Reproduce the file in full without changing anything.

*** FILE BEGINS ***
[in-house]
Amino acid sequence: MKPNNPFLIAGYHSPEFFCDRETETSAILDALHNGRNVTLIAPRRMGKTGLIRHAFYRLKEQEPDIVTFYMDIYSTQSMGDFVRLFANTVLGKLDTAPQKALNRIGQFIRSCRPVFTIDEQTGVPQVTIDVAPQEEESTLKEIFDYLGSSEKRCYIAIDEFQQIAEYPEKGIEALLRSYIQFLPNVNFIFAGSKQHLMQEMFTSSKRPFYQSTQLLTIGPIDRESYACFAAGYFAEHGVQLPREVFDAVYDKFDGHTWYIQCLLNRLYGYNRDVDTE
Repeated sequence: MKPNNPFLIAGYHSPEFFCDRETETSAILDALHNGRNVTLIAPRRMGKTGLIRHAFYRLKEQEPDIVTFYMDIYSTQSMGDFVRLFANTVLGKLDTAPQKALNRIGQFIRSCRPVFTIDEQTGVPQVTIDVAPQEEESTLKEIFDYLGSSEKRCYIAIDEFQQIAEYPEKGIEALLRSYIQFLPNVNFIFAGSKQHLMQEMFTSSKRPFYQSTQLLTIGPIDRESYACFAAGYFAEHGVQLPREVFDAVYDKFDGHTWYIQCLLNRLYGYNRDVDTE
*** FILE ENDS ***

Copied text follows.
[in-house]
Amino acid sequence: MKPNNPFLIAGYHSPEFFCDRETETSAILDALHNGRNVTLIAPRRMGKTGLIRHAFYRLKEQEPDIVTFYMDIYSTQSMGDFVRLFANTVLGKLDTAPQKALNRIGQFIRSCRPVFTIDEQTGVPQVTIDVAPQEEESTLKEIFDYLGSSEKRCYIAIDEFQQIAEYPEKGIEALLRSYIQFLPNVNFIFAGSKQHLMQEMFTSSKRPFYQSTQLLTIGPIDRESYACFAAGYFAEHGVQLPREVFDAVYDKFDGHTWYIQCLLNRLYGYNRDVDTE
Repeated sequence: MKPNNPFLIAGYHSPEFFCDRETETSAILDALHNGRNVTLIAPRRMGKTGLIRHAFYRLKEQEPDIVTFYMDIYSTQSMGDFVRLFANTVLGKLDTAPQKALNRIGQFIRSCRPVFTIDEQTGVPQVTIDVAPQEEESTLKEIFDYLGSSEKRCYIAIDEFQQIAEYPEKGIEALLRSYIQFLPNVNFIFAGSKQHLMQEMFTSSKRPFYQSTQLLTIGPIDRESYACFAAGYFAEHGVQLPREVFDAVYDKFDGHTWYIQCLLNRLYGYNRDVDTE